18 Oct 2015


Authored by: Clare Raven


There is a case currently working its way through the Dubai Courts where a property developer may become liable for the purchaser’s mortgage. Alternatively, the Court’s decision may result in the bank losing its registered security and all because a purchaser defaulted on its payments under a SPA and absconded.

The scene:

  • A purchaser enters into a SPA with a developer for the off-plan purchase of a residential unit. The SPA provided for the purchase price to be paid by instalments correlating to the stage of development of the property.
  • The purchaser requested the developer to provide a no objection certificate (NOC) to the purchaser’s bank so that the bank could register the loan in the interim register at the DLD. Without the NOC the bank could not register the loan against the title, and without the security the bank would not lend the money to the purchaser.
  • The developer provided the NOC and the lender’s interest was recorded in the interim register at the DLD.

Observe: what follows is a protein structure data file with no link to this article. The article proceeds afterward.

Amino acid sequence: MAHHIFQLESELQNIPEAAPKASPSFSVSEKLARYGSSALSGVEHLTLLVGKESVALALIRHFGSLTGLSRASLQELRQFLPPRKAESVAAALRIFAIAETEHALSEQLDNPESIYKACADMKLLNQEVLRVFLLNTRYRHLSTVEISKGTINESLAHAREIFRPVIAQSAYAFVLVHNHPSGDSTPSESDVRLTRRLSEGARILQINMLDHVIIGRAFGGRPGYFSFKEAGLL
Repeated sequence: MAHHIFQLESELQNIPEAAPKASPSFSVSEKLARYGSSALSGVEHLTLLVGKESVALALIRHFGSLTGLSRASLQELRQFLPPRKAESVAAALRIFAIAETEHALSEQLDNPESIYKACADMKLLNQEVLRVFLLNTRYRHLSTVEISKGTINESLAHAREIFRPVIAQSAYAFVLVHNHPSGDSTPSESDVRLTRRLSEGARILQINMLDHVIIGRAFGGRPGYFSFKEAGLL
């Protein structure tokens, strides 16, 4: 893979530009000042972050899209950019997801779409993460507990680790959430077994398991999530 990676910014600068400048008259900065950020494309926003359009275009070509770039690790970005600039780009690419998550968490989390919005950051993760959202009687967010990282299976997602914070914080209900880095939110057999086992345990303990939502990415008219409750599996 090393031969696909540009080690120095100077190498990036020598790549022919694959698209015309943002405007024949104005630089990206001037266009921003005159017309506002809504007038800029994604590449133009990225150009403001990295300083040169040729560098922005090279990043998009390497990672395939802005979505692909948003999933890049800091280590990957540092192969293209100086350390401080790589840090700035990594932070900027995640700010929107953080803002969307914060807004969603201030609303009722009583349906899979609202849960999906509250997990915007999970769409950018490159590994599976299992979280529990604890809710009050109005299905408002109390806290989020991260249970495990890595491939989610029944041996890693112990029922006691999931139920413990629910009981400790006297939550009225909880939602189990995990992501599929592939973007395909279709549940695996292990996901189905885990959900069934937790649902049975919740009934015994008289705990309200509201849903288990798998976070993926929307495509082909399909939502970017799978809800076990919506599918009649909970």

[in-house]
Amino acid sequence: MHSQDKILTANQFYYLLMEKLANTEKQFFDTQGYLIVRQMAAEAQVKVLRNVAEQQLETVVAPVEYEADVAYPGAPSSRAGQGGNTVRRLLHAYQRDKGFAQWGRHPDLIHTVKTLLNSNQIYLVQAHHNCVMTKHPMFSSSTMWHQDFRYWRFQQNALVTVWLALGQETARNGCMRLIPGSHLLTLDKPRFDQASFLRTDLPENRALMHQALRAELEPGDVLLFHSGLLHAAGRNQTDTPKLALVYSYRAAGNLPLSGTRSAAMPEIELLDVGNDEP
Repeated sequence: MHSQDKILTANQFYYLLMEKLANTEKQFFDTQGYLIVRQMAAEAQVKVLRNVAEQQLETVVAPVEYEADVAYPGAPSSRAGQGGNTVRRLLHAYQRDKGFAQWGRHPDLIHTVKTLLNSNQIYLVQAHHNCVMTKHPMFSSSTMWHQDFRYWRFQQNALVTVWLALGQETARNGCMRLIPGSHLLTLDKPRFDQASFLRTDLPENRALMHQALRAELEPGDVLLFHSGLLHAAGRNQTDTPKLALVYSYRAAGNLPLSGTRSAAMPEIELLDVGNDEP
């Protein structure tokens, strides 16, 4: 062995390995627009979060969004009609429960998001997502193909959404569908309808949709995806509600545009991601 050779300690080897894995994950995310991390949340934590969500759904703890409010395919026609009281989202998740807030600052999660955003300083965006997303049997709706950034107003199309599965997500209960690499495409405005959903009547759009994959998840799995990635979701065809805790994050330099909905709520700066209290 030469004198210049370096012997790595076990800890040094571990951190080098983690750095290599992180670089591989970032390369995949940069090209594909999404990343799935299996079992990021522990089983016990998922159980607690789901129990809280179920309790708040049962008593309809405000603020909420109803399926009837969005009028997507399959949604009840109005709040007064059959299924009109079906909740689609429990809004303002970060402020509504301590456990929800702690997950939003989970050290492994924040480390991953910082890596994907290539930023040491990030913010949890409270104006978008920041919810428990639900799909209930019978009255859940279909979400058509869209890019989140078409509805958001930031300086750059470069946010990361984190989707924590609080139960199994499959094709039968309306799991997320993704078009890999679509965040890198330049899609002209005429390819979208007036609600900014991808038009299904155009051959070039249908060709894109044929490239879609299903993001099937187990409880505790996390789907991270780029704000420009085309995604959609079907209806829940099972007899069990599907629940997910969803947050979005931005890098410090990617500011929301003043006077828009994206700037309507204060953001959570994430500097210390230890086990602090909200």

This is a very common transaction taking place every day in the UAE. So where did it go wrong?

The purchaser defaulted on the purchase price instalments and left the country. After sending remedy notices the developer decided to terminate the SPA. The developer was willing to return the purchase price paid to date in exchange for clear title at the DLD. However, the bank had allowed the purchaser to drawdown the full amount of the loan. This was not a matter which the developer had been aware of as it was not a party to the mortgage agreement. The bank was not willing to remove its interest from the property title without first receiving reimbursement of the full amount of the loan.

Two competing interests:

As a consequence there are two parties with competing rights to the property: a developer, who under the terms of the SPA is entitled to terminate the SPA and remove the purchaser’s interest from the property register, and a bank that is entitled under the terms of its mortgage to enforce its security.

Who wins?